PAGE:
As I stated previously, PEs might want your information for reasons other than being interested in your business. Rather, they could be doing diligence on a market/space as they prepare to invest in another firm in the space—potentially even a close competitor. Because you can’t know which PEs are sincere and which aren’t, as a general rule you’ll want to keep your cards close to the chest.
Even if the PE is sincere and interested in your business, you want to be careful about the information you share because you can and will be held accountable for it. Every PE group uses a database/CRM to log information they gather. They will use this information as a measuring stick against your business, as well as an indicator of CEO credibility (a huge valuation factor).
How to Respond When PEs Reach Out
Private equity firms will reach out, and you shouldn’t ignore them if they do. You should, however, be prepared to give the right information and talk to the right people.
Share appropriate data
Some data you can safely share without any future risk. Specifically, you can feel relatively comfortable talking about past financial performance in terms of high-level revenue and profitability. Share these metrics on your terms within context so that PEs don’t misunderstand, because they’re paying attention and taking notes.
Never share raw data with PEs. Sometimes PEs will request raw data (often in the format of revenue by customer by month) because they can calculate a ton of metrics off of that data. They will calculate retention rates from this data and create a picture of your company that may or may not be accurate. If you haven’t adequately framed or cleaned up the data, it may paint an unfavorable picture of your company that PEs might hold you to.
Never share forward-looking statements. Again, PEs are taking notes. They’re paying attention. If the sales process lasts over an extended period of time, PEs are going to follow up on any projections you give them. If you fall short of your projections, then you’ve muddied the water and may have lost credibility with the PE.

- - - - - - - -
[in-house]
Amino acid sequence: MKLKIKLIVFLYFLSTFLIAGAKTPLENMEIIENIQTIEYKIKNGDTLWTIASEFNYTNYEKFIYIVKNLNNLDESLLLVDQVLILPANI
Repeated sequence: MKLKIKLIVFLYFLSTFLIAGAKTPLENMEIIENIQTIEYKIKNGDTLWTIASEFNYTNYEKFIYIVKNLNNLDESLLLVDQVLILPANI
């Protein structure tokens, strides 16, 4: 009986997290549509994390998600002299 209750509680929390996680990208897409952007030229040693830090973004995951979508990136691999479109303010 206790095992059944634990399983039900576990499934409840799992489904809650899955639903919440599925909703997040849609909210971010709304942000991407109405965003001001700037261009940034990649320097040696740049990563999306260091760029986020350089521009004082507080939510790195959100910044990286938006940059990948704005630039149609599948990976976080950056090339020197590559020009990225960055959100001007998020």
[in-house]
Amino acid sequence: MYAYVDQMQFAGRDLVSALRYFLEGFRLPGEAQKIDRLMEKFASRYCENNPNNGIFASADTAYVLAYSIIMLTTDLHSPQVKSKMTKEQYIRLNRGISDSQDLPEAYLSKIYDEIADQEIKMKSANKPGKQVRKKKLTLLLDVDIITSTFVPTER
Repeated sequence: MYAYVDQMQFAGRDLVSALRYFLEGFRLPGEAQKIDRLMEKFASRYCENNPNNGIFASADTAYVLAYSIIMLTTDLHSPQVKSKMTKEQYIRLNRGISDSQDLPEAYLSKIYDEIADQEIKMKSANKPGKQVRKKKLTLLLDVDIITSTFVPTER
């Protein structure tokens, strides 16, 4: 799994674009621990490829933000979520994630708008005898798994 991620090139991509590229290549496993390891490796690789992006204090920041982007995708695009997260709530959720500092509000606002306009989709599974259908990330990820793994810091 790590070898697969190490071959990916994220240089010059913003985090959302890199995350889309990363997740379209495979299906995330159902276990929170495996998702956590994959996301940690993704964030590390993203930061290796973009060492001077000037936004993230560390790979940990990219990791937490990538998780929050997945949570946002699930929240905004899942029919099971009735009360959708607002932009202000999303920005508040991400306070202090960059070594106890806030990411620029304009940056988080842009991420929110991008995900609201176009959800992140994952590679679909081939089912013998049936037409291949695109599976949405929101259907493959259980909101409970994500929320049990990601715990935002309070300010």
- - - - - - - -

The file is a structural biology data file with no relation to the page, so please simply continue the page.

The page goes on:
Sharing forward-looking statements also increases tension during the sales process because the projections your investment bank helps you put together probably won’t align with what you told PEs, taking another swing at your credibility. You have one chance to make a good first impression, so be strategic about what you share.
Build relationships with decision-makers at PE firms
When PE firms do reach out (because they will), you should take advantage of the opportunity to get to know who you would be working with.
Your first interaction with a PE may be with a junior employee who is probably young and inexperienced. The entire job of these junior employees is to just call, call, call. If a PE is really interested in you, you should be able to pull back the curtain and talk to the partners in charge. Ultimately, the partners or other senior-level colleagues will be the ones sitting on your board and helping direct the future of your business. Get to know them so you can construct an idea of what it would be like to work with them.
Guard your time and test the waters
When 30+ PE firms are following up with you every 2-5 months, engaging with PE firms can be a huge time suck. Make sure you’re not spending your time on activities or with firms that don’t help advance your business’ objectives.
At the same time, you want to have a lot of firms in the process as this creates a competitive process, and competition yields better outcomes for founders.
Here are some general rules you can follow for guarding your time and testing the waters:
If a PE firm is in town, meeting up with them could be a good use of your time. Face-to-face interaction will help you get to know the person you could be doing business with. Especially if a decision-maker is in town at one of the PE firms known for paying high valuations, you should find time to meet with them.
If a PE firm suggests they are value additive, put them to the test. PE firms will often (more like always) pitch that they are value additive because of their experience in a specific space or because they have certain companies in their portfolio. Put those PEs to the test by asking them to introduce you to some of their portfolio companies.
If PE firms suggest they can help you engage with the right network, put them to the test. When a PE tells you that they can help you scale your management team, ask for an introduction to some of the people in their network and see for yourself.
Seek Out Guides Who Know the Terrain
There are certain investors worth your time. These investors offer premium valuations, high multiples, and are value additive. The trick is that, as an entrepreneur, you don’t have a lot of experience in the private equity space to identify which firms will serve your company best.
Hiring an investment bank focused on sell-side transactions can help you understand what the universe of transaction options are and avoid the pitfalls of engaging directly with buyers.